The Katerva Challenge For Sustainability

Trying to drink from a firehose! That is what it is like trying to keep up with the flood of organizations engaged in promoting, reporting on, recognizing or awarding Sustainability initiatives. Sustainability has evolved from a principled cause to a cultural meme to a global virtual industry, opportunistically appropriated to polemics, politics, and public relations.  One yearns for a different term to signify: “A world that works better for everybody, economically, socially and environmentally.”

Notwithstanding the overcrowding (who knows, maybe the field needs to follow the classic trajectory of new markets: i.e; a fast rush of opportunists leading to a speculative spike followed by a crash and shakeout followed by long-term solid and, um, sustainable growth), a recent arrival to the cause that is worth supporting is The Katerva Challenge (full disclosure: I am a member of Katerva’s advisory group.)

The Katerva Challenge is an annual ranking by the Global Challenge Institute of the best sustainability efforts in the world. They use a network of thought leaders and experts to identify and rank programs based on the World Business Council for Sustainable Development’s Vision 2050 report. Winners are those organizations and individuals making the greatest strides towards a sustainable planet. Winners do not get cash prizes ala The X-Prize. They receive promotion and publicity for their projects.

An earlier version of Katerva was a curatorial model that invited teams of innovators to develop sustainability initiatives and submit them for Katerva awards. Katerva 2.0 is more of a crowd-sourcing model where a network of third party “spotters” recommend projects that they think are worthy of recognition. I am contacting knowledgeable people to request that you pass on notable innovation initiatives to Katerva.org.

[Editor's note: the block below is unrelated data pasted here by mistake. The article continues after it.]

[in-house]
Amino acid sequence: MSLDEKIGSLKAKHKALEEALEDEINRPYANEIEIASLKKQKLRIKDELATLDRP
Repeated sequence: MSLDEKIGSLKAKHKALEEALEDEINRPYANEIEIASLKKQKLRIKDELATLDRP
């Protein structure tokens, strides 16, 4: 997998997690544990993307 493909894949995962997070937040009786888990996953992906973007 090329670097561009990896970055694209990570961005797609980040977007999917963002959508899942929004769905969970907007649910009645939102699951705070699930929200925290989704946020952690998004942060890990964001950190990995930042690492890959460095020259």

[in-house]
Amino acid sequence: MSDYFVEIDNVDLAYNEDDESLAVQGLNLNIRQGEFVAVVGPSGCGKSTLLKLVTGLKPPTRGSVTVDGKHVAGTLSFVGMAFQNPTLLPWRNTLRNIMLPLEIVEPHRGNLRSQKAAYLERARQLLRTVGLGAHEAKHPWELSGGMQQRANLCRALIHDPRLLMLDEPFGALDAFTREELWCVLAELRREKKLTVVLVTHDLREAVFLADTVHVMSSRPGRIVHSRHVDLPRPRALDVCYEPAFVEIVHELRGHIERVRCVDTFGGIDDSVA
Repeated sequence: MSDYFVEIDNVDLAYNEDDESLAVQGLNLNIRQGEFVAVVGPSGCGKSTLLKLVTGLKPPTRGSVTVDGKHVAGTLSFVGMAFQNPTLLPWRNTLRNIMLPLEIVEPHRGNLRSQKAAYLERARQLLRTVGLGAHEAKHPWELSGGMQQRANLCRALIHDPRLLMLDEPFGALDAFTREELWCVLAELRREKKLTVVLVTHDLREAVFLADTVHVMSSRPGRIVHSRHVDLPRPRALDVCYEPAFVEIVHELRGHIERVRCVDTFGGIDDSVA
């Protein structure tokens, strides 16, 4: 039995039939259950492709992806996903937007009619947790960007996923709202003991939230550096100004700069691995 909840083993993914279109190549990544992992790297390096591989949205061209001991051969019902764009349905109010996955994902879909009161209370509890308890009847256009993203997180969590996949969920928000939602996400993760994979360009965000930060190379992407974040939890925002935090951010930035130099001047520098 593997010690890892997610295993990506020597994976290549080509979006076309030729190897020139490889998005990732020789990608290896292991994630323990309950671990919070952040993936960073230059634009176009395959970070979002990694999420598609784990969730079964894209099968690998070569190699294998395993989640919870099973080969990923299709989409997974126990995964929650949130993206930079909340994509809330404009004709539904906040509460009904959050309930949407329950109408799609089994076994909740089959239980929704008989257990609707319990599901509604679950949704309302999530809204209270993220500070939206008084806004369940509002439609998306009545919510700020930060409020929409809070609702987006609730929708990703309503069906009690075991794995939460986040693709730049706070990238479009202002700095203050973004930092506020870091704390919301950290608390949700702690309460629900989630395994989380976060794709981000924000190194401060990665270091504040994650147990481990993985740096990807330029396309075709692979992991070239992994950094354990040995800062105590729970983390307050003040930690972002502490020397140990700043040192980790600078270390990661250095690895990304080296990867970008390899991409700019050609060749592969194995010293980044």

Katerva’s COO, Klaus Kneale, explains their agenda further:

In short, we believe that recognition and award for great ideas and great efforts should be unencumbered by whether an organization is willing to take the time to participate or spend money to enter.  By making changes in this direction, it will be easier to promote the challenge as the ultimate global award for sustainability efforts.

This new direction involves 3 moving parts.  First, everyone involved and some other individuals and organizations now constitute our spotter network.  This network identifies initiatives around the world that we should be reviewing for recognition (nominees).  Being part of this network simply means that you keep an eye out for new innovative ways that organizations are making strides in sustainability.

The second part of this new direction is our research engine.  Once we’ve identified nominees for our sustainability awards, we will be reaching out to them for more information as well as pulling together any media coverage or public information about the nominee.  This information will be used by the experts to determine who will ultimately win the awards.

Last but not least is our role in the discussion of sustainability.  We feel that there is an opportunity to become one of the key shapers behind the term “sustainability”–which is even now a largely undefined term.  By helping to define sustainability at it’s core, we hope to shape the debate surrounding it and accelerate the implementation of sustainable thinking.

We are currently building content on our website and would appreciate any content you may be able to contribute.  This can be repackaged or customized content–we would greatly accept either.  The easiest content for us to use is blog-structured posts and short videos.  Initially, we would like some of our content to answer “how we might define sustainability?”

If you have any comments or questions, please feel free to contact Klause Kneale at your convenience:

Klaus Kneale, COO, The Katerva Challenge, +1.859.309.1652 Klaus@Katerva.org

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